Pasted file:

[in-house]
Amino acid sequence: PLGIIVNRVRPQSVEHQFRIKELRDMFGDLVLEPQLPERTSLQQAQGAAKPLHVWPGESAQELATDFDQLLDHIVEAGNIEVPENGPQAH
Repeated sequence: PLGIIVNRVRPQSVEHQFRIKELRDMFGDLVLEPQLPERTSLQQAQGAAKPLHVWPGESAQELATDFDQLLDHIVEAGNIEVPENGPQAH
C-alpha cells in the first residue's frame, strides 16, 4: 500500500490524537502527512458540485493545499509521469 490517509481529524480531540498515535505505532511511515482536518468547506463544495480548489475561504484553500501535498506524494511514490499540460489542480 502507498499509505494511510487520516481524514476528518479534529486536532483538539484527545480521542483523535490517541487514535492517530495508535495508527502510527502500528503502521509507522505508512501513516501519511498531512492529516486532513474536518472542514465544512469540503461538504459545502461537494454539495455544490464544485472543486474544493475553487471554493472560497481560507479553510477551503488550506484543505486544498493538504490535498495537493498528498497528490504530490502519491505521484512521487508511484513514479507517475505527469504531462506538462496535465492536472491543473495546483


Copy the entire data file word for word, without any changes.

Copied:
[in-house]
Amino acid sequence: PLGIIVNRVRPQSVEHQFRIKELRDMFGDLVLEPQLPERTSLQQAQGAAKPLHVWPGESAQELATDFDQLLDHIVEAGNIEVPENGPQAH
Repeated sequence: PLGIIVNRVRPQSVEHQFRIKELRDMFGDLVLEPQLPERTSLQQAQGAAKPLHVWPGESAQELATDFDQLLDHIVEAGNIEVPENGPQAH
C-alpha cells in the first residue's frame, strides 16, 4: 500500500490524537502527512458540485493545499509521469 490517509481529524480531540498515535505505532511511515482536518468547506463544495480548489475561504484553500501535498506524494511514490499540460489542480 502507498499509505494511510487520516481524514476528518479534529486536532483538539484527545480521542483523535490517541487514535492517530495508535495508527502510527502500528503502521509507522505508512501513516501519511498531512492529516486532513474536518472542514465544512469540503461538504459545502461537494454539495455544490464544485472543486474544493475553487471554493472560497481560507479553510477551503488550506484543505486544498493538504490535498495537493498528498497528490504530490502519491505521484512521487508511484513514479507517475505527469504531462506538462496535465492536472491543473495546483